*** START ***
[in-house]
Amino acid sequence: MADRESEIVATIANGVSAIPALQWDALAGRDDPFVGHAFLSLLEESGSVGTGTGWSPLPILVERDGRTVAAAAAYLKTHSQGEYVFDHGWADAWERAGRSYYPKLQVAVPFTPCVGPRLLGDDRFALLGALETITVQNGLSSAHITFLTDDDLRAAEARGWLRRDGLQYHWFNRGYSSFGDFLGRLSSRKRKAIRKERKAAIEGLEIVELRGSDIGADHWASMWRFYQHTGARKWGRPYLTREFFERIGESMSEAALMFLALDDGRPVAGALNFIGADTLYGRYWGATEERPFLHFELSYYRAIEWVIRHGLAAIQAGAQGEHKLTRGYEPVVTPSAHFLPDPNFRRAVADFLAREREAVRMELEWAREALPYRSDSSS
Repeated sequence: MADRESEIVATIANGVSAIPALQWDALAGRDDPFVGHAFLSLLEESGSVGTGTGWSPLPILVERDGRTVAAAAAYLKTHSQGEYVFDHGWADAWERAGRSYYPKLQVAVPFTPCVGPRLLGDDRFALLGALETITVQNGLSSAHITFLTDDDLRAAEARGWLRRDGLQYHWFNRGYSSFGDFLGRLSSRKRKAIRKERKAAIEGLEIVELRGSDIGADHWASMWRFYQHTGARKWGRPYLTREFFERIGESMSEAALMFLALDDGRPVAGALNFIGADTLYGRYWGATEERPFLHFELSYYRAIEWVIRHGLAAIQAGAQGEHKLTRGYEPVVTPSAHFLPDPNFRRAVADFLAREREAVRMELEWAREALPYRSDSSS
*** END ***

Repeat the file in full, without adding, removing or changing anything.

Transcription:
[in-house]
Amino acid sequence: MADRESEIVATIANGVSAIPALQWDALAGRDDPFVGHAFLSLLEESGSVGTGTGWSPLPILVERDGRTVAAAAAYLKTHSQGEYVFDHGWADAWERAGRSYYPKLQVAVPFTPCVGPRLLGDDRFALLGALETITVQNGLSSAHITFLTDDDLRAAEARGWLRRDGLQYHWFNRGYSSFGDFLGRLSSRKRKAIRKERKAAIEGLEIVELRGSDIGADHWASMWRFYQHTGARKWGRPYLTREFFERIGESMSEAALMFLALDDGRPVAGALNFIGADTLYGRYWGATEERPFLHFELSYYRAIEWVIRHGLAAIQAGAQGEHKLTRGYEPVVTPSAHFLPDPNFRRAVADFLAREREAVRMELEWAREALPYRSDSSS
Repeated sequence: MADRESEIVATIANGVSAIPALQWDALAGRDDPFVGHAFLSLLEESGSVGTGTGWSPLPILVERDGRTVAAAAAYLKTHSQGEYVFDHGWADAWERAGRSYYPKLQVAVPFTPCVGPRLLGDDRFALLGALETITVQNGLSSAHITFLTDDDLRAAEARGWLRRDGLQYHWFNRGYSSFGDFLGRLSSRKRKAIRKERKAAIEGLEIVELRGSDIGADHWASMWRFYQHTGARKWGRPYLTREFFERIGESMSEAALMFLALDDGRPVAGALNFIGADTLYGRYWGATEERPFLHFELSYYRAIEWVIRHGLAAIQAGAQGEHKLTRGYEPVVTPSAHFLPDPNFRRAVADFLAREREAVRMELEWAREALPYRSDSSS